Over the last few years, Bellagio has been walking a bit of a tightrope, attempting to retain the elegant features and ambience that established it as the most luxurious hotel in Las Vegas, while trying to update and modernize it to compete with the more contemporary resorts that have come along to challenge its dominance in the high-end market. That they have navigated the tightrope with ease is worthy of applause.

Most of the changes have been subtle—a new nightclub here; a new restaurant there—but the biggest update has been to the rooms in both towers, which were completely revamped in 2013. These previously staid accommodations are now gorgeously rendered, modern masterpieces with funky retro-mod furnishings; bold purple, green, and golden design schemes; high-tech touches including a connectivity station for computers and devices of all kinds; and marble-lined bathrooms that are big enough to share and luxurious enough that you’ll never want to leave.

The things that drew crowds and appreciative goggling are still there: the 8-acre lake in front with a dazzling choreographed water-ballet extravaganza; an eye-popping Dale Chihuly blown-glass flower sculpture on the lobby ceiling (the largest of its kind in the world); an art gallery; and a downright lovely conservatory, complete with brightly colored flowers and plants, changed every few months to go with the season (the holiday and Chinese New Year exhibits are favorites).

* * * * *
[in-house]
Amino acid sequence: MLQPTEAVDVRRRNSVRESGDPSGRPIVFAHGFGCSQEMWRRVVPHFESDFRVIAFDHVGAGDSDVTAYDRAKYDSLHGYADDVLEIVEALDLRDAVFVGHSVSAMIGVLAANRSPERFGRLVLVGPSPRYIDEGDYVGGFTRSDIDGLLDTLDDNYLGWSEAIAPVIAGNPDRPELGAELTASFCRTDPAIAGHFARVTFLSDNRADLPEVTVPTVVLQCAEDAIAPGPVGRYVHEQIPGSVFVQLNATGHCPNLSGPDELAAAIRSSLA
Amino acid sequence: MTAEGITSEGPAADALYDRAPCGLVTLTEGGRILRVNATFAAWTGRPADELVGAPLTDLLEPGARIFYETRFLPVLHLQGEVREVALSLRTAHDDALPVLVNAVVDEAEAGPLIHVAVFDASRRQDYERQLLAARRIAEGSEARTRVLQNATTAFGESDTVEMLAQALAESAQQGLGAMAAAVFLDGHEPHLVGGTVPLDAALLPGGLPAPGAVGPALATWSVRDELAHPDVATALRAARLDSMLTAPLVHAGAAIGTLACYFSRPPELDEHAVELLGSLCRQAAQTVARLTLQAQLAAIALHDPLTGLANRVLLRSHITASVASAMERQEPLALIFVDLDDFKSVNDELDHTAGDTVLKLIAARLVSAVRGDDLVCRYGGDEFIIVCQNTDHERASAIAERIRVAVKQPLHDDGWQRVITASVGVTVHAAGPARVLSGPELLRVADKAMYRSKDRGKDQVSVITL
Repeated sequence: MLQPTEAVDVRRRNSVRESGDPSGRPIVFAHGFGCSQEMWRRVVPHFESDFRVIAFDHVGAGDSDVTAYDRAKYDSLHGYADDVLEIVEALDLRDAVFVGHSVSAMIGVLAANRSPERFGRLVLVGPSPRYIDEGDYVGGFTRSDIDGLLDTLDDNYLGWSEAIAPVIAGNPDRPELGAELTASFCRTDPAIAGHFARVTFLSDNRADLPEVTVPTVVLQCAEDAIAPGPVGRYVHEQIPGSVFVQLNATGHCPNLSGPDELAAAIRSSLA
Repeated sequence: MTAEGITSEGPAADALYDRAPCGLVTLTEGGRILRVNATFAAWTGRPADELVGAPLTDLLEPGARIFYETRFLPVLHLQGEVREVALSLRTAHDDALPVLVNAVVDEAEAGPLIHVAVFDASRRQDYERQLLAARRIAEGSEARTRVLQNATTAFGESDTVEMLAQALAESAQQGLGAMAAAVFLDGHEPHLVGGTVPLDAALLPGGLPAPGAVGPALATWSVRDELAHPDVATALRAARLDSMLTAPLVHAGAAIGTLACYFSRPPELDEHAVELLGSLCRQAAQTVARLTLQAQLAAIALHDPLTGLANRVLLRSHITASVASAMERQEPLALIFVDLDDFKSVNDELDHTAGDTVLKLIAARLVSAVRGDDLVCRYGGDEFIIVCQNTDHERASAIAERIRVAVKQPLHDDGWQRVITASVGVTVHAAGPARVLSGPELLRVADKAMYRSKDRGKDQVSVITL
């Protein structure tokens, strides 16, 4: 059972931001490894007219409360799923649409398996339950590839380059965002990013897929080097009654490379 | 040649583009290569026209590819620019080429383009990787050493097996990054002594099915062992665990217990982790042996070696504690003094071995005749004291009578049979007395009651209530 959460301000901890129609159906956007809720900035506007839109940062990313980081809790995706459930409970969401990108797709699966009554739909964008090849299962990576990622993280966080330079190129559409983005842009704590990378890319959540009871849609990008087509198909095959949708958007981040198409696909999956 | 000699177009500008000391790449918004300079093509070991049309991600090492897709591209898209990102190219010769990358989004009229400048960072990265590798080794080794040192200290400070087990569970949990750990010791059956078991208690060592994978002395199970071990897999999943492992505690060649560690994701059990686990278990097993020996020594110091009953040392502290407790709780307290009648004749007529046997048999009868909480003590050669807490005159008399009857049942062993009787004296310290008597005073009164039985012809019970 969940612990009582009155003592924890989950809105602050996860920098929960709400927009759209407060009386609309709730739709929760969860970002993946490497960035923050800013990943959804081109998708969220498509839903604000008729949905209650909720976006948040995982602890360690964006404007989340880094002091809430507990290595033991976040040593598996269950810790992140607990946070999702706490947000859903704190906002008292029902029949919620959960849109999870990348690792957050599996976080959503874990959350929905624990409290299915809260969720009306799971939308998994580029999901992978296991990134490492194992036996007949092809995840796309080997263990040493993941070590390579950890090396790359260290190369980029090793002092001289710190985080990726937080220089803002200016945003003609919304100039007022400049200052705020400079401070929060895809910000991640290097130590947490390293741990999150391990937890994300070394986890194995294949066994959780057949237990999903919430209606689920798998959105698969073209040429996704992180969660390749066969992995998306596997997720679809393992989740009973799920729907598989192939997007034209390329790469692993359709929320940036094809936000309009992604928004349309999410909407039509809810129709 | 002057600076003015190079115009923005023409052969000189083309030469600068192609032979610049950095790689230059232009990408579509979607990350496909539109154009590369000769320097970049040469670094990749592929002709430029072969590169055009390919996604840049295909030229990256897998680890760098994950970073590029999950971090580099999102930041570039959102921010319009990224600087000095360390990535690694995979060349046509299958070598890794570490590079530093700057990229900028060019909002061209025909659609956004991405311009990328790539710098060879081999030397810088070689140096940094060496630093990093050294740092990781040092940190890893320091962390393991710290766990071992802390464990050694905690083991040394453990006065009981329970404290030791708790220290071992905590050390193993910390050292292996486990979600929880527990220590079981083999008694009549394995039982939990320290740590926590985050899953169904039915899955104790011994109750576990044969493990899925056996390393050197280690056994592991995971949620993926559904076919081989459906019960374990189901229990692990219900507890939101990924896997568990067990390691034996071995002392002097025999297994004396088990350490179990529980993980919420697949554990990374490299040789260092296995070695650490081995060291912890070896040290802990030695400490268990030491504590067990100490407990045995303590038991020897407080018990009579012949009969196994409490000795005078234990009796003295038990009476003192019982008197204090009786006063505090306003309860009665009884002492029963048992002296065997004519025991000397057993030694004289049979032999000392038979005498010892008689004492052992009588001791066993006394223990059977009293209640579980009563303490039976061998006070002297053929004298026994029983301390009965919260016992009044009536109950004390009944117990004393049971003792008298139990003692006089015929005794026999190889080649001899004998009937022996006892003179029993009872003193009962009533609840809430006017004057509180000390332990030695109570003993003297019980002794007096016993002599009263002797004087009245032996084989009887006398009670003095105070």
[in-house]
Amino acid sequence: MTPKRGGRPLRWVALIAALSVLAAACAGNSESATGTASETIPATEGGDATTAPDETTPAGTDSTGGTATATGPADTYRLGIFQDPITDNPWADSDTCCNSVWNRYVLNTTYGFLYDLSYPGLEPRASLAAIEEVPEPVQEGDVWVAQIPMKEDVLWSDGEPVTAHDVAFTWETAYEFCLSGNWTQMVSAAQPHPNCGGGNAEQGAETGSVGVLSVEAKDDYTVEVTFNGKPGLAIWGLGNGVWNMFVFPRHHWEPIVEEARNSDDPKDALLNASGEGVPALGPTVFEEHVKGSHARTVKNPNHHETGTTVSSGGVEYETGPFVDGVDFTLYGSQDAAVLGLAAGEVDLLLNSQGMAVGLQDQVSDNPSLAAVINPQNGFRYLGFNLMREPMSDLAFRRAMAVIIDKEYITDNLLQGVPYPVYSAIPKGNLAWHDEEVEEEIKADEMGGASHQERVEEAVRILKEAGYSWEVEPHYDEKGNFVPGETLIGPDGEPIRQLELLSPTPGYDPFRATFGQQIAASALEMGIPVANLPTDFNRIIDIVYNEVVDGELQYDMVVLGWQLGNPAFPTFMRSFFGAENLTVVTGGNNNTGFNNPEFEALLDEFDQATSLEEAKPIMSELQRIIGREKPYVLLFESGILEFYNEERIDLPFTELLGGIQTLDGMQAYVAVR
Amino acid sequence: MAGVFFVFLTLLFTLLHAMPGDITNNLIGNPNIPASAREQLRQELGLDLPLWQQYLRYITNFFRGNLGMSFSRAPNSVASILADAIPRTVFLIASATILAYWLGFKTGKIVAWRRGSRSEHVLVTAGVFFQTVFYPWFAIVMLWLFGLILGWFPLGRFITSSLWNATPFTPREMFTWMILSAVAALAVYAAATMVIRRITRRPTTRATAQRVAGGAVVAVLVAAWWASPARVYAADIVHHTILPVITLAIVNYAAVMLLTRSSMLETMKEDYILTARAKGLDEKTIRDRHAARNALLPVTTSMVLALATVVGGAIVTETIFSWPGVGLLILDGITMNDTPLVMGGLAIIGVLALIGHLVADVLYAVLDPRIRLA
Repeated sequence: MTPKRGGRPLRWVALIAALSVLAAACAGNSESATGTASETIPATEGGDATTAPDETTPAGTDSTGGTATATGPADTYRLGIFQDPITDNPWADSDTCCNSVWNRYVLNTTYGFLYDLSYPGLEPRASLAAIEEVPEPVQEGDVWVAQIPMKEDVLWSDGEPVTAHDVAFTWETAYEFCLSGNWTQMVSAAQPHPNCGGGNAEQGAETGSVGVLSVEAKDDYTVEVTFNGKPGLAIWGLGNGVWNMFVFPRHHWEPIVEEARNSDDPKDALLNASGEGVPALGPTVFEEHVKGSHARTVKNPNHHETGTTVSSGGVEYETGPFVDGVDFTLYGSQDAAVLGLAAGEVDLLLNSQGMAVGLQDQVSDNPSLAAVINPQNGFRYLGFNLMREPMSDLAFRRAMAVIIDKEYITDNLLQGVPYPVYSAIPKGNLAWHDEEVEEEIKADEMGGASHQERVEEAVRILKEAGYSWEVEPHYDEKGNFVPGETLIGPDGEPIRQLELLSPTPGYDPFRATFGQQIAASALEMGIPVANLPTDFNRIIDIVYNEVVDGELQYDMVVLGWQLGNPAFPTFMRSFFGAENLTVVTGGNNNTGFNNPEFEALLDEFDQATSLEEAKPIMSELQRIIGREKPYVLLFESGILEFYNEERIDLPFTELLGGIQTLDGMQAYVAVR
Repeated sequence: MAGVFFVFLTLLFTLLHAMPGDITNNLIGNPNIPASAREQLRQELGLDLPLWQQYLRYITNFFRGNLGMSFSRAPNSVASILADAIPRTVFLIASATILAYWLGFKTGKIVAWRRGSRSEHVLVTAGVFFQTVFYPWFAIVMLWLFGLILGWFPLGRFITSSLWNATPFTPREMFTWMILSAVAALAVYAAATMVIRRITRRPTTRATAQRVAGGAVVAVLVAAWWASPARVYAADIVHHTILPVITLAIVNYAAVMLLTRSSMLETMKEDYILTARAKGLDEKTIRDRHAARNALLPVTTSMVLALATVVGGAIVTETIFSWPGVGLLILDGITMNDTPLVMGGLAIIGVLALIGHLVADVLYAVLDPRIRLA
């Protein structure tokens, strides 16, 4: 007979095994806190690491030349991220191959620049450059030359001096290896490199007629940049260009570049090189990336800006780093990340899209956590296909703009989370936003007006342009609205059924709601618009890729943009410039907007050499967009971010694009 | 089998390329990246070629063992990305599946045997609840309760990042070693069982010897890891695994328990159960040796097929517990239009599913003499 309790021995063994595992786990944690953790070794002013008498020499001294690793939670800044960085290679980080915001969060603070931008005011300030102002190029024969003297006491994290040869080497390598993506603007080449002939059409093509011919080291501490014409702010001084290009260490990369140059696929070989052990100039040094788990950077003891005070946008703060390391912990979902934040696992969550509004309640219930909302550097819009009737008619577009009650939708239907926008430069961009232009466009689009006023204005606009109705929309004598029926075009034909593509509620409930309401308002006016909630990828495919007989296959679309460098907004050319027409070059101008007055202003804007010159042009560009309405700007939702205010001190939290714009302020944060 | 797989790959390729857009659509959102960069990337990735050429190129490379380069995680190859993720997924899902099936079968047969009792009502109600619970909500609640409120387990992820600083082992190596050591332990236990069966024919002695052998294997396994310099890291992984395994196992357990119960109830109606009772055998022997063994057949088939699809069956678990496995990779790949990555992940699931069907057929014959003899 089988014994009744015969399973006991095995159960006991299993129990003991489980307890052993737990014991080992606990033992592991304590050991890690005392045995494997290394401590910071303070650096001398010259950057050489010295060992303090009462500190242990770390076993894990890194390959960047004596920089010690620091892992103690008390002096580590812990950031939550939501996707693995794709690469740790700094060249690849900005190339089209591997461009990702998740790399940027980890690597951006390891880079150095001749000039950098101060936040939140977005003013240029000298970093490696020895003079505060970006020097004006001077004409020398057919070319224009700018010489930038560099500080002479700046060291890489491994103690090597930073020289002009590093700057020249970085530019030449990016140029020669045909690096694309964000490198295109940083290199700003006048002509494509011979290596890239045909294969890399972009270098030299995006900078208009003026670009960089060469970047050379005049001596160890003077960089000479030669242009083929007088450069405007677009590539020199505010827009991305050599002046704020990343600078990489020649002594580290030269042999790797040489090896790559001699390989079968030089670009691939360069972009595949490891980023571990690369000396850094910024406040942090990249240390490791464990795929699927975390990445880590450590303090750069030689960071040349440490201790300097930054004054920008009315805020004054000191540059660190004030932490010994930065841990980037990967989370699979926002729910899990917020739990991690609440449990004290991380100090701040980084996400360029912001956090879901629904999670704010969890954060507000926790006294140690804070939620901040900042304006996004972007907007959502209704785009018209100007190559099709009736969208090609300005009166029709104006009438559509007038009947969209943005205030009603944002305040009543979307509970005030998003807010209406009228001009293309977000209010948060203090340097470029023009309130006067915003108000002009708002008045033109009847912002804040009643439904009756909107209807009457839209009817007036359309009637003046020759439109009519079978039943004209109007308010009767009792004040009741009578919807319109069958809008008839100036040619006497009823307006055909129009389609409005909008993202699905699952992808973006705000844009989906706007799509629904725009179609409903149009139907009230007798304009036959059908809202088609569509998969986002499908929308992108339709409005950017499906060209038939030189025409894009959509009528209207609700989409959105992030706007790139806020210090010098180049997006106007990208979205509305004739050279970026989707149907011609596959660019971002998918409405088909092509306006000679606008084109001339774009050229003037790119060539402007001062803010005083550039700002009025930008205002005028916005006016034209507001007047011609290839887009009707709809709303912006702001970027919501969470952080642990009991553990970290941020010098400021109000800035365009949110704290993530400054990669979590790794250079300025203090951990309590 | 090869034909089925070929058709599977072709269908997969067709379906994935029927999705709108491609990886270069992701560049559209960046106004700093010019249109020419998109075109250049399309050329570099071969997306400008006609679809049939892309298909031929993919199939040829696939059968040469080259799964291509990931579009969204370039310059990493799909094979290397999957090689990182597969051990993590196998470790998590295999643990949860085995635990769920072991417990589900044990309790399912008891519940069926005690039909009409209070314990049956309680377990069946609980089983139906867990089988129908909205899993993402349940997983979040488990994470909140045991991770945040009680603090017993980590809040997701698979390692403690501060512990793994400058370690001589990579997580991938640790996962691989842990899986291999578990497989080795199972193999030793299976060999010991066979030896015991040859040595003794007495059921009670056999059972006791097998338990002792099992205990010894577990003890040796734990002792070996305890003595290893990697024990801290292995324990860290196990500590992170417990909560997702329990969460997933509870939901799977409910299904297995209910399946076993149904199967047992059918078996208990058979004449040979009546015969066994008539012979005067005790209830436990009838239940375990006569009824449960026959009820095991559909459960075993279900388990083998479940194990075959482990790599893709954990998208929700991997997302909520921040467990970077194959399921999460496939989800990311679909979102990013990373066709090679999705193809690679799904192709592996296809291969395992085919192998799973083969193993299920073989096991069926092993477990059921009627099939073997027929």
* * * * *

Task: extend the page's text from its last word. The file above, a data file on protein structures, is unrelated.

Most of the upscale restaurants that were part of the opening team are still here, including Michael MinaFix, and Le Cirque, with a few newcomers that reflect Las Vegas’ changing appetites, like Yellowtail and Lago. Vodka and tea drinkers alike flock to Petrossian, while nightlife beats on at lounges such as Hyde Bellagio and Lily. Resident Cirque du Soleil show O is still an aquatic and acrobatic masterpiece.

On the downside, you still can’t avoid a walk through the casino to get just about anywhere and there are extra charges galore, such as a pricey resort fee. The price points are pretty steep all around the hotel, and not just at the gaming tables. Weekend cabana rentals in its Mediterranean oasis are $300; head to the more-exclusive Cypress Pool, and just sitting in a chair will cost you a whopping $50—or more. If you wish to splurge however, you’ll find the cabanas next to no fewer than six swimming pools set in a neoclassical Roman garden with flowered, trellised archways, and a fitness center and 40,000-square-foot spa, all designed to pamper you into submission.